nptl - Native POSIX Threads Library


   NPTL  (Native POSIX Threads Library) is the GNU C library POSIX threads
   implementation that is used on modern Linux systems.

   NPTL and signals
   NPTL makes internal use of the  first  two  real-time  signals  (signal
   numbers  32  and  33).   One of these signals is used to support thread
   cancellation and POSIX timers (see timer_create(2)); the other is  used
   as  part  of  a  mechanism that ensures all threads in a process always
   have the same UIDs and GIDs,  as  required  by  POSIX.   These  signals
   cannot be used in applications.

   To prevent accidental use of these signals in applications, which might
   interfere with the operation of the NPTL implementation, various  glibc
   library  functions  and  system  call wrapper functions attempt to hide
   these signals from applications, as follows:

   *  SIGRTMIN is defined with the value 34 (rather than 32).

   *  The  sigwaitinfo(2),  sigtimedwait(2),  and  sigwait(3)   interfaces
      silently  ignore  requests to wait for these two signals if they are
      specified in the signal set argument of these calls.

   *  The sigprocmask(2) and pthread_sigmask(3) interfaces silently ignore
      attempts to block these two signals.

   *  The    sigaction(2),    pthread_kill(3),   and   pthread_sigqueue(3)
      interfaces fail with the error EINVAL (indicating an invalid  signal
      number) if these signals are specified.

   *  sigfillset(3)  does  not include these two signals when it creates a
      full signal set.

   NPTL and process credential changes
   At the Linux kernel level, credentials (user and group IDs) are a  per-
   thread  attribute.   However,  POSIX  requires  that  all  of the POSIX
   threads in a process have the same credentials.   To  accommodate  this
   requirement, the NPTL implementation wraps all of the system calls that
   change process credentials with functions that, in addition to invoking
   the  underlying  system  call,  arrange  for  all  other threads in the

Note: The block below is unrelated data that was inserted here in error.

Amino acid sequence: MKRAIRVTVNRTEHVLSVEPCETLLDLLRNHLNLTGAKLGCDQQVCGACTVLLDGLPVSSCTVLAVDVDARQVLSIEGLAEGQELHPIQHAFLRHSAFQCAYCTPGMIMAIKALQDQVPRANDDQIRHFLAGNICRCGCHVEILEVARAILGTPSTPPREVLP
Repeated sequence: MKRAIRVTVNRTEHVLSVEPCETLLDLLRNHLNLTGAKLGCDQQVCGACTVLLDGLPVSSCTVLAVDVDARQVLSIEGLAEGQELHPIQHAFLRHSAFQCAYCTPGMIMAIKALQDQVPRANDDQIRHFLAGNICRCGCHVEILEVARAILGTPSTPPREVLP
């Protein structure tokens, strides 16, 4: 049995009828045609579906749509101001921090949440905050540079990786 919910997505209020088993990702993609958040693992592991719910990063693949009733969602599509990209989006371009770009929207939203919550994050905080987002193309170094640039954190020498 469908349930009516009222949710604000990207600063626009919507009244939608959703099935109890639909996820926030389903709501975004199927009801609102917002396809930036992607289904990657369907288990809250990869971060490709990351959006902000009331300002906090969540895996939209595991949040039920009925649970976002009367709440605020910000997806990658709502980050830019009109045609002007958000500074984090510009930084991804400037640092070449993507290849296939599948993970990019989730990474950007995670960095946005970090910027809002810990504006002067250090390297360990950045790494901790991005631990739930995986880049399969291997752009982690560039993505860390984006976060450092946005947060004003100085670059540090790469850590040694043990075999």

process to also change their credentials.

   The implementation of each of these system calls involves the use of  a
   real-time  signal  that  is sent (using tgkill(2)) to each of the other
   threads  that  must  change  its  credentials.   Before  sending  these
   signals,  the  thread  that  is  changing  credentials  saves  the  new
   credential(s) and records the system call being employed  in  a  global
   buffer.   A  signal  handler  in  the  receiving thread(s) fetches this
   information  and  then  uses  the  same  system  call  to  change   its

   Wrapper  functions employing this technique are provided for setgid(2),
   setuid(2),   setegid(2),    seteuid(2),    setregid(2),    setreuid(2),
   setresgid(2), setresuid(2), and setgroups(2).


   For  details  of  the  conformance  of  NPTL to the POSIX standard, see


   POSIX says that any thread in any process with  access  to  the  memory
   containing  a process-shared (PTHREAD_PROCESS_SHARED) mutex can operate
   on that mutex.  However, on 64-bit x86 systems,  the  mutex  definition
   for  x86-64 is incompatible with the mutex definition for i386, meaning
   that 32-bit and 64-bit binaries can't share mutexes on x86-64 systems.


   credentials(7), pthreads(7), signal(7), standards(7)


   This page is part of release 4.09 of the Linux  man-pages  project.   A
   description  of  the project, information about reporting bugs, and the
   latest    version    of    this    page,    can     be     found     at


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